Bicycle Safety

Bicycling is fun, healthy and a great family activity!
Safe Riding Tips 
Before riding, make sure you, your family, and the bicycles are ready to ride.
  • Wear a Bicycle Helmet.  Everyone – at every age – should wear bicycle helmets.
  • Adjust Your Bicycle to Fit.  Stand over your bicycle. There should be 1 to 2 inches between the rider and the top tube (bar) if using a road bike and 3 to 4 inches if using a mountain bike. The seat should be level front to back, and the height should be adjusted to allow a slight bend at the knee when the leg is fully extended. The handlebar height should be level with the seat.
  • Check Your Equipment. Before riding, inflate tires properly and check that the brakes work.
  • See and Be Seen. Whether daytime, dawn, dusk, bad weather, or at night, make yourself visible to others. Wear neon, fluorescent or other bright colors when riding, to be most easily seen. Wear something that reflects light, such as reflective tape or markings, or flashing lights. Remember, just because you can see a driver doesn’t mean the driver can see you.
  • Control the Bicycle. Ride with two hands on the handlebars, except when signaling a turn.
  • Watch for and Avoid Road Hazards. Look for hazards such as potholes, broken glass, gravel, puddles, leaves, and dogs. All these hazards can cause a crash.
  • Use Verbal and Non-Verbal Communication. This includes eye contact with drivers, turn signals, pointing to road hazards for bicyclists behind you, and stating “passing on your left,” or “on your left.”
  • Avoid Riding at Night.  It’s hard for road users to see bicyclists at dusk, dawn, and nighttime. Use reflectors on the front and rear of your bicycle. White lights and red rear reflectors or lights are required by law in all States.


Rules of the Road - Bicycling on the Road

In all States, bicycles on the roadway are considered vehicles, and bicyclists are the drivers, with the same rights and responsibilities as motorists to follow the rules of the road. When riding, always:

  • Go With the Traffic Flow. Ride on the right in the same direction as other vehicles. Go with the flow – not against it.
  • Obey All Traffic Laws. A bicycle is a vehicle and you’re the driver. When you ride in the street, obey all traffic signs, signals, and lane markings.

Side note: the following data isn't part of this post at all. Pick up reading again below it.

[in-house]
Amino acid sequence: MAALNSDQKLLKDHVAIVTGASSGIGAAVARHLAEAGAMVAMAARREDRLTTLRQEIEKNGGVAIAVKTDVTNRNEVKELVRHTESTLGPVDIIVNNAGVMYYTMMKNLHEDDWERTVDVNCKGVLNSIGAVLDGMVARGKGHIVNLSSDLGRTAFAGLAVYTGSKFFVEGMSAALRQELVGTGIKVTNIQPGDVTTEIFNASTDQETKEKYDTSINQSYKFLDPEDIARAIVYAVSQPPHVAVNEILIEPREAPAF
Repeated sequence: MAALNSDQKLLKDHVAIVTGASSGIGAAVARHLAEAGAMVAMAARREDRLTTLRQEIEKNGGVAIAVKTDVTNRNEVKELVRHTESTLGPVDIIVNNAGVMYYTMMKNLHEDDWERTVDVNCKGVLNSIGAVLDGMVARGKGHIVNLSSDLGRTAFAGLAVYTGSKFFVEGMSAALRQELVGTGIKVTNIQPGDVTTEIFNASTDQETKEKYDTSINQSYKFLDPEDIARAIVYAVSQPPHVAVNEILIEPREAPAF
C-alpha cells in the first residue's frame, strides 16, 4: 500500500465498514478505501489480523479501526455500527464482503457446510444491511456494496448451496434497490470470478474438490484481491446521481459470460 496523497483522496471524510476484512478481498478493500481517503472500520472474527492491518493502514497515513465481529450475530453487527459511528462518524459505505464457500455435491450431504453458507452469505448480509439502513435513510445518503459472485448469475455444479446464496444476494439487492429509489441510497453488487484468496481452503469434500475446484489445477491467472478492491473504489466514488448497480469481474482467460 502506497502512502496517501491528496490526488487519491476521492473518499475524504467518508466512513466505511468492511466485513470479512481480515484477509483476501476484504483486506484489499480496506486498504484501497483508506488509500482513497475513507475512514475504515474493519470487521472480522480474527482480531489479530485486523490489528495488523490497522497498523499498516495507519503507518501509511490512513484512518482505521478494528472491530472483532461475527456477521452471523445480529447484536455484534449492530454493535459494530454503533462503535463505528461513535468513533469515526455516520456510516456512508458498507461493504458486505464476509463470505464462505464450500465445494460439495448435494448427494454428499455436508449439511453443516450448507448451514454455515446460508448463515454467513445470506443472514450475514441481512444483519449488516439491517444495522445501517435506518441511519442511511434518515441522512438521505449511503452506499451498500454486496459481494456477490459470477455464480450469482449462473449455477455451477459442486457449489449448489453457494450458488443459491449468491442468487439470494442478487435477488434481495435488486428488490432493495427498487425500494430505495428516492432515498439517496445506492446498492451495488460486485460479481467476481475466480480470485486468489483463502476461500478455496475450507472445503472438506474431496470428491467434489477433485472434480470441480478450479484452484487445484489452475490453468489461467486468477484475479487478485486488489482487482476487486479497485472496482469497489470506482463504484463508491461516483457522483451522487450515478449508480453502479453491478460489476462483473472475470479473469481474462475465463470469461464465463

• Yield to Traffic. Almost always, drivers on a smaller road must yield (wait) for traffic on a major or larger road. If there is no stop sign or traffic signal and you are coming from a smaller roadway (out of a driveway, from a sidewalk, a bike path, etc.), you must slow down and look to see if the way is clear before proceeding. Yield to pedestrians in a crosswalk.
  • Be Predictable. Ride in a straight line, not in and out of cars. Signal your moves to others.
  • Stay Alert at All Times. Use your eyes and ears. Watch out for potholes, cracks, wet leaves, storm grates, or anything that could make you lose control of your bike. Listen for traffic and avoid dangerous situations; don’t use personal electronics when you ride.
  • Look Before Turning. When turning left or right, always look behind you for a break in traffic, and then signal before making the turn. Watch for left- or right-turning traffic.
  • Watch for Parked Cars. Ride far enough out from the curb to avoid the unexpected from parked cars (like doors opening, or cars pulling out).


Where to Ride Safely

Use bike lanes, if available.
  • While bicycles are allowed on many roads, riders may feel safer being separated from traffic. A lane or path is a safer choice than riding on a sidewalk.
  • Riding on sidewalks puts you in a place where cars do not look for or expect to see moving traffic.
  • Sidewalk riding puts you at risk for crashes at driveways and intersections.

 Children younger than 10 years old are not consistently able to make the decisions necessary to safely ride unsupervised in the street. Therefore, they are safer riding away from traffic.

  For anyone riding on a sidewalk:

  • Check the law in your State or jurisdiction to make sure sidewalk riding is allowed.
  • Watch for vehicles coming out of or turning into driveways.
  • Stop at corners of sidewalks and streets to look for cars and to make sure the drivers see you before crossing.
  • Enter a street at a corner and not between parked cars. Alert pedestrians that you are nearby, saying, “Passing on your left,” or use a bell or horn.


Keeping Your Bike Protected

The City of Long Beach has seen a recent up-tick in the number of bicycle larcenies in our community.   In an effort to combat bicycle theft, Acting Police Commissioner Philip Ragona urges Long Beach residents to do the following:

  • Always lock your bicycle. 
  • Choose a high quality lock such as a U-lock or heavy duty chain.
  • No chaining or locking of bicycles to utility poles, street signs, boardwalk ramps or railings or trees lining the roadway.
  • Choose a bike rack when available. 
  • Choose a high visibility well-lit location to lock your bicycle.
  • Write down your serial number. It's also very helpful to have a picture of your bicycle and, if possible, the original sales receipt.
  • Bring your bicycle indoors when it is not being used, especially at night.
  • Register your bike with the Long Beach Police Department.

These measures can help prevent you or your child’s bicycle from being stolen. We strongly encourage registering your bicycle as the Police Department keep’s the bicycle ownership data on file which makes it easier to report a bicycle stolen. Additionally, this allows recovered bicycles to be returned to the rightful owner.  Bicycle registration forms are available online at and at Long Beach Police Headquarters Monday thru Friday 9:00am to 5:00pm.  Please call the Long Beach Police Department’s Records Division at 516-705-7311 for more information.